Cost of Dying and Other News


Cost of dying

Insurance company SunLife released the report of its ninth annual survey of the cost of dying on 13 October 2015. It was based on interviews conducted by YouGov, online on 8-20 May 2015 among 1,507 UK adults who have organized a funeral during the past four years, and by telephone between 16 April and 13 May among 100 UK funeral directors. The average cost of a basic funeral was found to have risen by 92% between 2004 and 2015, slightly less for a cremation (90%) and rather more for a burial (94%). A relatively tiny proportion of the absolute cost in 2015 (£3,693) was accounted for by the fee payable to the clergy or officiant at the funeral (£152 in 2015 for either a burial or cremation), a rise of 73% since 2007 which was substantially more than the 19% increase in doctor’s fees over the same period. Although religious funerals are still in a slight majority, this last bastion of religion is probably underpinned as much by tradition as by conviction. Of the sample of bereaved, just 1% admitted to knowing all the deceased’s funeral preferences, with 31% even having no idea whether their loved-one would have wished to be buried or cremated, and 53% uncertain whether to hold a religious or non-religious service. The report can be downloaded via the link at:

Church of England buildings

The first attempt in many years to audit the Church of England’s stewardship of its 15,700 church buildings was published on 12 October 2015: Report of the Church Buildings Review Group, chaired by the Bishop of Worcester and established by the Archbishops’ Council and Church Commissioners. It surveys the statistical and theological context before setting out general principles and specific recommendations for the future management of the Church’s places of worship. Some of the national quantitative information is tabulated below, from which it will be seen that 57% of all churches (and 67% of listed buildings) are to be found in rural districts, where only 17% of the population lives. Although per capita attendance is higher in the countryside than in urban/suburban areas, the average attendance is less than one-third in the former than the latter. Future closure of some churches is envisaged and the downgrading of others to ‘festival church’ status, involving the cessation of regular worship in favour of occasional offices and major seasonal services only. The report, which also includes data disaggregated to diocesan level, is available at:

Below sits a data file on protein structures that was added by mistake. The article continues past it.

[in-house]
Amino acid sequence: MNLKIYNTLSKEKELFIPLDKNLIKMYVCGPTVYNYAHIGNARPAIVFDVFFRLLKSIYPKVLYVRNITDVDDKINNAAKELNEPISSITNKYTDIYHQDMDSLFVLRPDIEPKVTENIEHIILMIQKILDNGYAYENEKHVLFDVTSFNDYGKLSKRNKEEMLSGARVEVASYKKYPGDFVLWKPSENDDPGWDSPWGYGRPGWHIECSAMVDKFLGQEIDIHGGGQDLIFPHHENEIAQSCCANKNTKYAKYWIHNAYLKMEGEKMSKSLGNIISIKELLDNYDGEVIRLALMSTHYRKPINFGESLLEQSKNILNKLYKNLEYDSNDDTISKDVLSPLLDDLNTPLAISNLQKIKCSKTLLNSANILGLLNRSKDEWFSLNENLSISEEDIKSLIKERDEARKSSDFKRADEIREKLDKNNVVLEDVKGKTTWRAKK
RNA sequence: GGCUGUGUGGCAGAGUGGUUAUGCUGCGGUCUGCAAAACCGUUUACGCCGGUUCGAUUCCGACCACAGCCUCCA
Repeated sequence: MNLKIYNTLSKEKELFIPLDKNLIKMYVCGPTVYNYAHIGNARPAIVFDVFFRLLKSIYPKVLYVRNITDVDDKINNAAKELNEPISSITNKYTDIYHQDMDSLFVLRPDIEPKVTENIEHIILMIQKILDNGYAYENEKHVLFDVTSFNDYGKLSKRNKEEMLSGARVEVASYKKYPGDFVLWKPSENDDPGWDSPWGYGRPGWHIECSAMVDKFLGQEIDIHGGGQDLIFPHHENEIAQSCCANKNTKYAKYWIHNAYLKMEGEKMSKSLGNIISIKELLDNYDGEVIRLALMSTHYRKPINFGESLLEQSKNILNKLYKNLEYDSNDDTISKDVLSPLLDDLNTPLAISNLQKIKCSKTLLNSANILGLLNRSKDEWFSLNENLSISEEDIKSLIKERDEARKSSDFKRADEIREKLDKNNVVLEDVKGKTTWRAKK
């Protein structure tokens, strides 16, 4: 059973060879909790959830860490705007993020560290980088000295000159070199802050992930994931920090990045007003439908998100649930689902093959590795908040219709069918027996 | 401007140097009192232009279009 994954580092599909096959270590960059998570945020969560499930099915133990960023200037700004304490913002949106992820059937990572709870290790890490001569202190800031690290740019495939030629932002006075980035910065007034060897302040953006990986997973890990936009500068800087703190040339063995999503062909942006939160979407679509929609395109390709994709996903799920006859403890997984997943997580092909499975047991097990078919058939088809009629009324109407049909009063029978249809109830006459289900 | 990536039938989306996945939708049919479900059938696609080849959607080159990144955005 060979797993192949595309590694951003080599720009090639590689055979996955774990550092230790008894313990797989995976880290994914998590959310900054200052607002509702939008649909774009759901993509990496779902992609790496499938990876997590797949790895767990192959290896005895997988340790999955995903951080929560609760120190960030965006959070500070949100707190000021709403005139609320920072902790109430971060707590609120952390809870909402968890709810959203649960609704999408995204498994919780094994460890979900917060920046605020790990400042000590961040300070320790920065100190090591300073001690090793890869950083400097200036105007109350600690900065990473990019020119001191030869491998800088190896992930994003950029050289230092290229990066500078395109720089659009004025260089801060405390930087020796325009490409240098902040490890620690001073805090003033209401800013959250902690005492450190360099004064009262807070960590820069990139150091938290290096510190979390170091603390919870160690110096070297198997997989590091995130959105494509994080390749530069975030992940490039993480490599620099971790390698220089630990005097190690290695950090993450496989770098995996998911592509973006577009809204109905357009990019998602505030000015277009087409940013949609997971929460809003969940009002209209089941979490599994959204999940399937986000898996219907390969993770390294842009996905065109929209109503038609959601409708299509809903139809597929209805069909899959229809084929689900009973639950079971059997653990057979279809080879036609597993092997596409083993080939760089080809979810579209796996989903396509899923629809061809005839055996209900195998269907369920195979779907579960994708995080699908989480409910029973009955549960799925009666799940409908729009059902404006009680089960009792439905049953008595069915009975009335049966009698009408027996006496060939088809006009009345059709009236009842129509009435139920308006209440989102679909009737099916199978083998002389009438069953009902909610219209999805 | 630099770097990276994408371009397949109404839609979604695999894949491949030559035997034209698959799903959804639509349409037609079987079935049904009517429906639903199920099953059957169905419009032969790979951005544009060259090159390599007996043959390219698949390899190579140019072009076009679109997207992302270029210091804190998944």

Distribution (% across)








All churches




Listed buildings




Church attendance




Other indicators




Population per church building




Attendance per capita (%)




Attendance per building




Average annual capital expenditure per building (£)




Cumbrian churches

One day after the Church of England national buildings report was published, the Churches Trust for Cumbria, an independent charity established in 2008, very belatedly released the results of its own interdenominational church buildings survey, the fieldwork for which was conducted as far back as 2012-13. The research covered two-thirds of the 600 Anglican, Methodist, and United Reformed churches in the county, highlighting the immense challenges which they face. Almost half (48%) expressed serious concerns regarding their financial viability. Only two-fifths (42%) appear to have been used for worship on a weekly basis. More than one-third (37%) were not used for non-worship purposes more than three times a year. Just 7% of congregations were aged 18 or under, with significant numbers more than 70 years of age – 47% in the Church of England, 51% for the Methodist Church, and 64% for the United Reformed Church. The report, which is somewhat lacking in terms of data and confusing in its presentation, can be viewed at:

Baptist Union research

The latest meeting of the Baptist Union Council took place on 7-8 October 2015. Among the reports received was one on ‘Fit for Mission’, for which Stuart Davison presented some preliminary findings from an ongoing piece of research among Baptist churches, to which 684 (35%) have responded so far. One interesting (albeit predictable) result concerned the big difference between the perception and reality of whether churches are growing or declining, the reality being measured in terms of membership numbers. The following table presents the headline data. Are churches in self-denial or is membership no longer an appropriate performance indicator? A report of the Council meeting is at: 

Churches … (% down)












Clergy well-being

Revisiting an 11-year-old dataset of 722 rural clergy, Christine Brewster found only partial linkages between churchmanship and psychological well-being (as measured via the Oxford Happiness Questionnaire). Although theological liberals did experience higher well-being than theological conservatives, controlling for sex, age, and personality, there was no significant difference between evangelicals and Anglo-Catholics nor between charismatics and non-charismatics. Possible explanations for these results are briefly offered. Her article, ‘Churchmanship and Personal Happiness: A Study among Rural Anglican Clergy’, is published in Rural Theology, Vol. 13, No. 2, November 2015, pp. 124-34, and access options are outlined at:

Undergraduate religiosity